The Cardinals tried hard to acquire Giancarlo Stanton. They made the best offer to the Miami Marlins, and the two parties reached an agreement. They then flew to Los Angeles and gave it their best shot at convincing Giancarlo Stanton to waive his no-trade clause and play for at least the next three seasons, but likely the next 10 years in St. Louis. It didn’t work, and ultimately the team failed to land Giancarlo Stanton, but do they deserve credit for pushing their chips into the middle of the pile?
It’s a difficult question to answer, and some of the arguments lead down a somewhat circular path. Over the past few years, the Cardinals have held to their internal metrics how about valuable a player is, and they have failed to land any of the impact players available.
Two years ago the team made an offer to David Price, but it wasn’t for the most money and David Price signed with the team that offered the most money. During that same offseason, the team made a large offer to retain Jason Heyward. While the offer seems to have been for more guaranteed money than what he signed for with the Cubs, due to the somewhat complicated nature of the opt-out and the $26 million per season guarantee the Cubs made in the the first three seasons if Heyward opted out. It is still somewhat unclear if the Cardinals made the best offer financially, and Heyward went to the Cubs.
Last season, the free agent market was weak, but the Cardinals didn’t step up in the trade market. Chris Sale and Adam Eaton were both traded for big prospect packages. Jose Quintana was available for a price that wasn’t met until the All-Star Break. Certainly other discussions were had about other players, but the Cardinals didn’t make an impact move because they didn’t match the price. If you don’t make the best offer, you don’t get the player.
With Giancarlo Stanton, the Cardinals made the best offer, willing to commit around $250 million to Stanton’s contract and willing to send the best players to the Marlins. The Cardinals absolutely stepped up in this situation, and they deserve credit for doing so. That Stanton ultimately decided to pass on joining the Cardinals has nothing to do with the credit for making the best offer, something they have not done in similar situations previously.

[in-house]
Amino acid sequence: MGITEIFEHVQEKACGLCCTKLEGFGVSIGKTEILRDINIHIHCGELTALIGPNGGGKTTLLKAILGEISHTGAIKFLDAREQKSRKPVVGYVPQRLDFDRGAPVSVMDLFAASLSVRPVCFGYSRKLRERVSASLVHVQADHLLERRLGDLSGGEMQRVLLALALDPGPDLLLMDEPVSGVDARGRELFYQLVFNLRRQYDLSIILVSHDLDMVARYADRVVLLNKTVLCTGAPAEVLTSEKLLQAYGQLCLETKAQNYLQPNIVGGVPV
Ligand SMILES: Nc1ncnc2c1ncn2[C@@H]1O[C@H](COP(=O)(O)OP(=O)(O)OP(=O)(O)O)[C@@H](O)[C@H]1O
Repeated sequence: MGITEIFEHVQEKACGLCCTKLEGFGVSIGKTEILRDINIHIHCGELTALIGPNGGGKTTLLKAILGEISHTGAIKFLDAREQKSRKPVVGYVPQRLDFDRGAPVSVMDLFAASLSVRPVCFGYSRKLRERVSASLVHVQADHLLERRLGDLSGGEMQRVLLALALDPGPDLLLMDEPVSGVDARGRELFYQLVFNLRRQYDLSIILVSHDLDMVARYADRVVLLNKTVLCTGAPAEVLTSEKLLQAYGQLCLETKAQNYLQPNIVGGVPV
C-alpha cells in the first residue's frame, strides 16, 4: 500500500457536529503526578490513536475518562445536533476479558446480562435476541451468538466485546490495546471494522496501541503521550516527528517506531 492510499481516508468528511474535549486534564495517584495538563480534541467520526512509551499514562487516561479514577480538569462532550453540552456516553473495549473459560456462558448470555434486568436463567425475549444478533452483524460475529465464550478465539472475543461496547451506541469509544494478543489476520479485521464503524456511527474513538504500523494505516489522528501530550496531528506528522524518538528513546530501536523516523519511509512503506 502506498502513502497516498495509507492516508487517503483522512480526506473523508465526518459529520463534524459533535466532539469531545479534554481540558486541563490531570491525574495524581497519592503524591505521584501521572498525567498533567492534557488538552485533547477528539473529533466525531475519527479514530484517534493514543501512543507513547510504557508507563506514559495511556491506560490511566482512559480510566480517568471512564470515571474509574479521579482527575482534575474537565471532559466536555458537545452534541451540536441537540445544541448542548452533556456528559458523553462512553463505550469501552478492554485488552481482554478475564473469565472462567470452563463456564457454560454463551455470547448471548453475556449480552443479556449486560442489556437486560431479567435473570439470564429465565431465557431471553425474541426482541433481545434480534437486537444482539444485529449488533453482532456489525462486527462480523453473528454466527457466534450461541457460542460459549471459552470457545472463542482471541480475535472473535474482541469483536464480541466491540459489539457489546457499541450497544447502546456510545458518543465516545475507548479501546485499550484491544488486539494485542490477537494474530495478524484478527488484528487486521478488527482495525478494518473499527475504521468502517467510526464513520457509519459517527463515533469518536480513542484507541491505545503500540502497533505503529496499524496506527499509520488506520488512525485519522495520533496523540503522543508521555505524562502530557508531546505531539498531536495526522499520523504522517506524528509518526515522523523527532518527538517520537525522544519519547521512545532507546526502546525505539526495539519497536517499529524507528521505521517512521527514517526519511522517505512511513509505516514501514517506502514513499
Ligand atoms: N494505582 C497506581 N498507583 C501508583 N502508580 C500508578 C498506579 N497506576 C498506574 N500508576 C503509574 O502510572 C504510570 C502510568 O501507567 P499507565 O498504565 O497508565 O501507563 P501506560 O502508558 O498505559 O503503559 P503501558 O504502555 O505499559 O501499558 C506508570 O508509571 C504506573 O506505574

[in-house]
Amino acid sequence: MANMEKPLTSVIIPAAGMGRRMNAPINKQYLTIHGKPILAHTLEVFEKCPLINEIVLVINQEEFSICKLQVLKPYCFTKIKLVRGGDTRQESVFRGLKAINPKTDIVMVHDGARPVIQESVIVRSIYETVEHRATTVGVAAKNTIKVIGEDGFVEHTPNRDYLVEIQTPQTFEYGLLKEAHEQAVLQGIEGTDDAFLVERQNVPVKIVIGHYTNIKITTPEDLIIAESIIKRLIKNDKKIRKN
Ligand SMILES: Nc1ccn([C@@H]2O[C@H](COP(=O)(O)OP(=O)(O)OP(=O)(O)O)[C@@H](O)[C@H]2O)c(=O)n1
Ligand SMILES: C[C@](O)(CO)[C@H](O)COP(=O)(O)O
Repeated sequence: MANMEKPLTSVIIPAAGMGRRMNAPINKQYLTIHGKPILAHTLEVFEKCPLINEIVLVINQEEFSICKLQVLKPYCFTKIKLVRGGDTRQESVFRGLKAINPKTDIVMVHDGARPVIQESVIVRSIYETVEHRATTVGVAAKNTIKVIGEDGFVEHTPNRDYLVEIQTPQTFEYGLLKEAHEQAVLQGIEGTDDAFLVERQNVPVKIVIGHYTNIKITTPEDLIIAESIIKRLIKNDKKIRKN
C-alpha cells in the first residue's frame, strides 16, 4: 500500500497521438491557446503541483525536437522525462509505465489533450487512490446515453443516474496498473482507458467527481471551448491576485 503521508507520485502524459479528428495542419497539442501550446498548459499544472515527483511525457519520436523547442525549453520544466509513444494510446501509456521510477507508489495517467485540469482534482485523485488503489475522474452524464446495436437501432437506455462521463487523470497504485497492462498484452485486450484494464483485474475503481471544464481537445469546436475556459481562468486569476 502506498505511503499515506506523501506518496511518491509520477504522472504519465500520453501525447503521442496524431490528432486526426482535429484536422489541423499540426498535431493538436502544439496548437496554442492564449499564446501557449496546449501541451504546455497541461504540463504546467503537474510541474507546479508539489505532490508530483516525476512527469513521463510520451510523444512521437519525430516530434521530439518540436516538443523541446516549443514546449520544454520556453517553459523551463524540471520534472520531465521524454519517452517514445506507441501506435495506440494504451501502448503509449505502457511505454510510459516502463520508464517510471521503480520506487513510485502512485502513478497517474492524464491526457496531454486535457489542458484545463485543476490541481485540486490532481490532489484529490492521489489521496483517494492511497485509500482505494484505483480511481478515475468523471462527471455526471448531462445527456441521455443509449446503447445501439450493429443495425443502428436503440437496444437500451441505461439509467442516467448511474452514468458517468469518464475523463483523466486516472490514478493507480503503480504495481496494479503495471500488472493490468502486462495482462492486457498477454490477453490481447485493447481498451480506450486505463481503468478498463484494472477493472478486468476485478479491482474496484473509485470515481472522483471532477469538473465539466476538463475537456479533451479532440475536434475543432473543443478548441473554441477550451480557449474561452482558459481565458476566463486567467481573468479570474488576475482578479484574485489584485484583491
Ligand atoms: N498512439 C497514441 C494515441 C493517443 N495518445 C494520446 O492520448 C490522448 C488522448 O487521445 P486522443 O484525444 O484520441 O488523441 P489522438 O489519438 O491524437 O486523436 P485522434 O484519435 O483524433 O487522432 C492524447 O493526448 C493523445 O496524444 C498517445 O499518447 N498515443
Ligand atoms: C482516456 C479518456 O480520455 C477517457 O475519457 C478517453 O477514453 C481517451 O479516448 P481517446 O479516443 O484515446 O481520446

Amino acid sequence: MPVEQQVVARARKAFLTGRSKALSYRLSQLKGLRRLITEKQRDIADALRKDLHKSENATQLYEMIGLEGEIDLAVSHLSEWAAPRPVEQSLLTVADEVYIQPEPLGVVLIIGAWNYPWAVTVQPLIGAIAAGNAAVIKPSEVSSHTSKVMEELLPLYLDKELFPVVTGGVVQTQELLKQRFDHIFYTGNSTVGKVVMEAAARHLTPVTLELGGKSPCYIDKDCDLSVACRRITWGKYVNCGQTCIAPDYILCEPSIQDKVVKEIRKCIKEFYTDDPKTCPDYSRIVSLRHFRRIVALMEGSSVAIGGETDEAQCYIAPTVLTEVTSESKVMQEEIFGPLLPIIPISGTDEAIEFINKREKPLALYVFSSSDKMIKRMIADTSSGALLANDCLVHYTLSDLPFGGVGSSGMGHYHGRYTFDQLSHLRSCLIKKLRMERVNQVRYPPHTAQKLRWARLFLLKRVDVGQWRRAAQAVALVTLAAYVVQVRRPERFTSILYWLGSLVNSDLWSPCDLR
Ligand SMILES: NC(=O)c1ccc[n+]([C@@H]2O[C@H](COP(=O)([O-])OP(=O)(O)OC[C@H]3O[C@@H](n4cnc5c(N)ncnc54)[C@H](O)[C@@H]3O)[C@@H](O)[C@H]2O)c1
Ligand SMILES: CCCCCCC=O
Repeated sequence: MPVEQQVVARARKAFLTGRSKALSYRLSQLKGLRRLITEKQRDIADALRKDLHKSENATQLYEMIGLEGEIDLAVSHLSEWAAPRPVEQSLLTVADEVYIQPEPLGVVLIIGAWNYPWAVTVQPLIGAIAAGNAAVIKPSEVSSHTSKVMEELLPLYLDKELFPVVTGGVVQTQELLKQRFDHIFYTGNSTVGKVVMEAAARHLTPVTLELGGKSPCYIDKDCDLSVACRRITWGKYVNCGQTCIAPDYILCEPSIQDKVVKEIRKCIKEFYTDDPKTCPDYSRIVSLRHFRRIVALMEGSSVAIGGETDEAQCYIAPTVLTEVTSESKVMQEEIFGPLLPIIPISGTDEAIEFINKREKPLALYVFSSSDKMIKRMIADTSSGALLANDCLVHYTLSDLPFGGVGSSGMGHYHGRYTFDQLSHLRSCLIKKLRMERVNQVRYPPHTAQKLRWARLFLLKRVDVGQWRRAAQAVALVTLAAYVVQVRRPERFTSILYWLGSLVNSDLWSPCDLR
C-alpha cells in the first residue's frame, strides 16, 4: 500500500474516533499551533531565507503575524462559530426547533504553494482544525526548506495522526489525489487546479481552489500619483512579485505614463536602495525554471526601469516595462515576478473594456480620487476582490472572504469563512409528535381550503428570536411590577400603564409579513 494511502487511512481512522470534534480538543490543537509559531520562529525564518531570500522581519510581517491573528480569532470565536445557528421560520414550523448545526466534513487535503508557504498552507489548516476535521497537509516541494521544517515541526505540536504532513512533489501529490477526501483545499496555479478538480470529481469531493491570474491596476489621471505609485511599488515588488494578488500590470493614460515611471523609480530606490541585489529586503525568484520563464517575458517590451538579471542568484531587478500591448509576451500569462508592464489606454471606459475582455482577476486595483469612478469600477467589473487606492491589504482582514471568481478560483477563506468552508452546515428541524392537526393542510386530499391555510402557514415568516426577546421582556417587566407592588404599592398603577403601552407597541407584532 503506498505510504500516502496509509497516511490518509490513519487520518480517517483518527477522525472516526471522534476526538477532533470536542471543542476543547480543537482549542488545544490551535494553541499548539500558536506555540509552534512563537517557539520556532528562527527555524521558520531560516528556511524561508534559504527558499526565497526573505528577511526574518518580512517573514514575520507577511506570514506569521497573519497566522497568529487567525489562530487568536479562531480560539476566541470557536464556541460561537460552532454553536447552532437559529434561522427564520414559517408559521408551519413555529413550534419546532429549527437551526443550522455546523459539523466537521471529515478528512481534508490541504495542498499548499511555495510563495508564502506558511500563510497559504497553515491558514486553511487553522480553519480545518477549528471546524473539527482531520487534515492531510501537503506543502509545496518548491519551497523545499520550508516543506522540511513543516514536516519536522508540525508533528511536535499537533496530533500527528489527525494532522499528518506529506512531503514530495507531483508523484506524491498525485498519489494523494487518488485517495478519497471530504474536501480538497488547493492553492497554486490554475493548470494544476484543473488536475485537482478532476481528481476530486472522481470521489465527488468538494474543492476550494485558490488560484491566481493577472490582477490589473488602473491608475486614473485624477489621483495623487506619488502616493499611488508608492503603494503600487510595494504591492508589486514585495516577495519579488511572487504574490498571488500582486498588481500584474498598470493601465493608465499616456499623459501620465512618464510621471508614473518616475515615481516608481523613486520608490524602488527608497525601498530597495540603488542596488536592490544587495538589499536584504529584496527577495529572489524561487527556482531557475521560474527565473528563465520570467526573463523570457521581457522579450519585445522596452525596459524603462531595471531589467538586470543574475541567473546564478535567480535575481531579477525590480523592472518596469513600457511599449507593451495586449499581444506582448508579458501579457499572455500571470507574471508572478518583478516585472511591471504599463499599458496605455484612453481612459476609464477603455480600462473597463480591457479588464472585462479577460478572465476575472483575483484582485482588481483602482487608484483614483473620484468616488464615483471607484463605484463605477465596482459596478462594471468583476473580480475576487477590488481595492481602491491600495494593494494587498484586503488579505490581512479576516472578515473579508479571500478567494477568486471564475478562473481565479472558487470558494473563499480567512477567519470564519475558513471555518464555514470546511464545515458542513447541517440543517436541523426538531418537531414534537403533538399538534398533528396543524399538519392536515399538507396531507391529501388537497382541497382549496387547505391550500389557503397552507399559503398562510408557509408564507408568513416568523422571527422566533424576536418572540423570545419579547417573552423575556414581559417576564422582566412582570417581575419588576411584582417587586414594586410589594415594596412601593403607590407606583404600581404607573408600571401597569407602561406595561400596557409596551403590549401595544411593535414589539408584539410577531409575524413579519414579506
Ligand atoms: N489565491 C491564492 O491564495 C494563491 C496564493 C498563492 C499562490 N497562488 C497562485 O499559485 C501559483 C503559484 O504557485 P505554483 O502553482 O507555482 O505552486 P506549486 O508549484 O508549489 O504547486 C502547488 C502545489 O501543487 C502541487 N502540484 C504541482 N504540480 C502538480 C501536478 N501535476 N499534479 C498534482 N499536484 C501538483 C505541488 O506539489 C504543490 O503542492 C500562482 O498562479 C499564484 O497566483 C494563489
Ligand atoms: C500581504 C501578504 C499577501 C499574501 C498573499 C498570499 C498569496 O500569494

So what about the blame in failing to convince Stanton to come to St. Louis? As far as what happened in the pitch to Stanton, I don’t believe it really matters. The Giants, based in California in a large market with a winning tradition made a pitch to Stanton, too. It didn’t work either. The reason Stanton didn’t accept a trade to the Cardinals is because they aren’t as good as the Cubs.
If we are to believe the report that the four teams Stanton is willing to move to are the Dodgers, Yankees, Cubs, and Astros, then we need to believe that winning, now and in the future is the most important thing to Stanton. The Cubs and Astros aren’t on the coast, and while Houston has plenty of money, they aren’t a huge market. The advantage those teams have over St. Louis is that right now, they are better.